“I think sometimes people have an expectation that we know 100 percent of who we are when we say we’re non-binary and most of the time we’re just trying to figure these things out just like anybody else out there that’s a straight or a cis person. Nobody has a monopoly on knowing exactly who they are. It’s a process,” Pasquale said. 

Love came out as non-binary as a gift to themselves on their 40th birthday. They’re still exploring what non-binary means to them—and to their loved ones. 

“Sometimes I want to present more feminine and sometimes I don’t present feminine and it’s hard for my family to really wrap their heads around that,” they said. “I’m not dressing like a woman, I’m dressing like myself.” 

Nail polish and dresses are objects, Love added—they don’t have a gender. In the online comments, a viewer writing as Melanie Testa agreed, saying, “Femmes are thems too!” Love urged family members to “take the gender out of it.” 

“You obviously have a preconceived notion in your head of how you think I’m going to present," they said. "So, just remove that ... Gender? No thank you!” 

Kim also pointed to the value of validation for non-binary folks. In the end, what’s most important is finding affirmation and acceptance for one’s true identity, and that’s where the wider community can make a big difference. 

“The increased rate of suicide, self-harm, anxiety, depression, all these diagnoses that we see in trans youth aren’t because trans or non-binary people or kids are inherently pathological, or because trans identities are somehow liked to other psycho-pathologies, Kim said. “[It’s] because our identities are constantly invalidated. Imagine waking up every day and people tell you you are not who you think you are. That would mess you up, right? That would mess me up.”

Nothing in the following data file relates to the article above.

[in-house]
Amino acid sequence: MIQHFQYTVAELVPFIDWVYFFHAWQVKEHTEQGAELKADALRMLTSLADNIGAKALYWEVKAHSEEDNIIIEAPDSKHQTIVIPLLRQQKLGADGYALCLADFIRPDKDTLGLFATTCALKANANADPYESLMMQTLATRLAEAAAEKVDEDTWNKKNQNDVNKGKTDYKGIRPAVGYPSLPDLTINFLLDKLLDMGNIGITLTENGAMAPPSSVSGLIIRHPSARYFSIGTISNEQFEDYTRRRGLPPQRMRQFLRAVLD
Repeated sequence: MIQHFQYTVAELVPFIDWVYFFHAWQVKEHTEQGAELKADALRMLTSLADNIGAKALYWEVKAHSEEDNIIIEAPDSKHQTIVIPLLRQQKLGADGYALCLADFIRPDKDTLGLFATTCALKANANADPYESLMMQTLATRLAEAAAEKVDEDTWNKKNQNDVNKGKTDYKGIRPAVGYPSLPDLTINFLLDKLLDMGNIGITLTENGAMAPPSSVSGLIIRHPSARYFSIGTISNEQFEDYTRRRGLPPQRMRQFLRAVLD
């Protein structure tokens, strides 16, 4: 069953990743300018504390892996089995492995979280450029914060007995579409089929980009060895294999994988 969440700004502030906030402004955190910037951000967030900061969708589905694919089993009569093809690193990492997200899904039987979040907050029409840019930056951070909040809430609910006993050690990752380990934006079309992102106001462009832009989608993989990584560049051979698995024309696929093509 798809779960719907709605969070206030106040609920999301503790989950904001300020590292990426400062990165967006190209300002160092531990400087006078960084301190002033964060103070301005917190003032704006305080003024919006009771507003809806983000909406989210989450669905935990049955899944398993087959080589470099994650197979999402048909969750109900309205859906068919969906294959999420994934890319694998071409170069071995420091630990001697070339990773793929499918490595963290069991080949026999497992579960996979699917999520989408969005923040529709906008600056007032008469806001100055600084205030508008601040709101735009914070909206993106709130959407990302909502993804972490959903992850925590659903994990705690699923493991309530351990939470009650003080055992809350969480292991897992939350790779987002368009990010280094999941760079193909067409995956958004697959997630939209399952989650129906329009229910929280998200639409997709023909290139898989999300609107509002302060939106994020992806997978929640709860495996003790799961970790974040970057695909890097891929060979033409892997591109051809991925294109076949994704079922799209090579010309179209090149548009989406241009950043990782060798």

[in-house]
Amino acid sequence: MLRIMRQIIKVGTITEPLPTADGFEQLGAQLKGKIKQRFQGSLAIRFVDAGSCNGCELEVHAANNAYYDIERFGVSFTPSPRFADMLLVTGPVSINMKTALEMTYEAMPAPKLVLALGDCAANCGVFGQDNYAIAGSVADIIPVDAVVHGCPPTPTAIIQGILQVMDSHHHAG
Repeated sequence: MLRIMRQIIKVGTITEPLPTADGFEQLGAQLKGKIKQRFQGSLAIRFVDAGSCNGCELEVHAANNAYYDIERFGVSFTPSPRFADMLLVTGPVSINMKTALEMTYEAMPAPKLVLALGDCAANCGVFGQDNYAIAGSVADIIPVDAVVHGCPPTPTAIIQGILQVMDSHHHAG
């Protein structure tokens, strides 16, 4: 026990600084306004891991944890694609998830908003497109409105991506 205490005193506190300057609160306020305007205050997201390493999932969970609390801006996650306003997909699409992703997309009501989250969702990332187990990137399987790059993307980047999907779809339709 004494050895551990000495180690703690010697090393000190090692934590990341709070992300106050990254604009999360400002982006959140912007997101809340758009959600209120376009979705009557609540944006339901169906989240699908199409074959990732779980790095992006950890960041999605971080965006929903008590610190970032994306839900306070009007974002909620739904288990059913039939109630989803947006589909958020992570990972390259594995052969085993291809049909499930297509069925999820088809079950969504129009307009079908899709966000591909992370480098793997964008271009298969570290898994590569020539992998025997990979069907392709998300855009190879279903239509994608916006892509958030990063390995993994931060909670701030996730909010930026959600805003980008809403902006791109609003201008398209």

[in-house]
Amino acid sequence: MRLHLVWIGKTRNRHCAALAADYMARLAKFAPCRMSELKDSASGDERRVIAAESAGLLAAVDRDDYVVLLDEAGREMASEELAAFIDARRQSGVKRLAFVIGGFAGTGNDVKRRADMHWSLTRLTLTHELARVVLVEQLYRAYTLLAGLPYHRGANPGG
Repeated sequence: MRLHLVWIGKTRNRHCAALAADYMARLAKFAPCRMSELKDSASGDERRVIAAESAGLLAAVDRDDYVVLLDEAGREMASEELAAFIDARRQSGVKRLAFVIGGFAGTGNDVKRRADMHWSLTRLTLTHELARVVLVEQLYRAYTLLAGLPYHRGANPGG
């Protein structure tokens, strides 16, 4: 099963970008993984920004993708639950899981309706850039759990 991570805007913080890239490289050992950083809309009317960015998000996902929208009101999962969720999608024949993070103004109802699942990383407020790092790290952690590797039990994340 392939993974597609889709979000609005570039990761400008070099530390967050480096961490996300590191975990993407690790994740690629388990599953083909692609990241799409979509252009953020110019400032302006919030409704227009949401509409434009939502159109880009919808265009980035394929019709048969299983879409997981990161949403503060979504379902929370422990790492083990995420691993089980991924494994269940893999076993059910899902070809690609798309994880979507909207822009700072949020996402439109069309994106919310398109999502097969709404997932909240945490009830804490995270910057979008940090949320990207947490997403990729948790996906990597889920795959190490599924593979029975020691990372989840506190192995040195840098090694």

Even though they don’t have their legal markers changed, Marlow said they specify their correct name and pronouns when spending time in a hospital or other medical setting. 

“But in front of medical professionals it’s like that’s just a secondary name. A secondary set of pronouns. Something that is almost optional to use. But it’s not optional. My name is not optional and my pronouns are not optional. And who I am is not some topic of debate. I well exist,” they said. “Sometimes people don’t really think about how deeply that can affect someone … It really can hurt. And it shouldn’t have to.”

Marlow is thankful that the medical world is more inclusive than it used to be, but these issues crop up much more than they would like, they said. That happens here even though New Haven is one of the most queer-friendly places they know. 

Using people’s correct names and pronouns is a gesture of respect. Kim called it a small step that costs nothing but goes a long way. For Marlow, it’s a principle they use to build queer community. 

“I try to surround myself with as many accepting people as possible, because that is a very affirming experience for me, just to be around people who use my name and my pronouns,” they said. 

Whether or not acceptance comes from without, Love asserted that it can come from within. 

“If you feel like you are not a man and you are not a woman, you are valid,” they said. “And you don’t have to look a certain way, you don’t have to dress a certain way to be valid. You are valid as you are.”  

Watch panels from the New Haven Pride Center here and find out more about their work here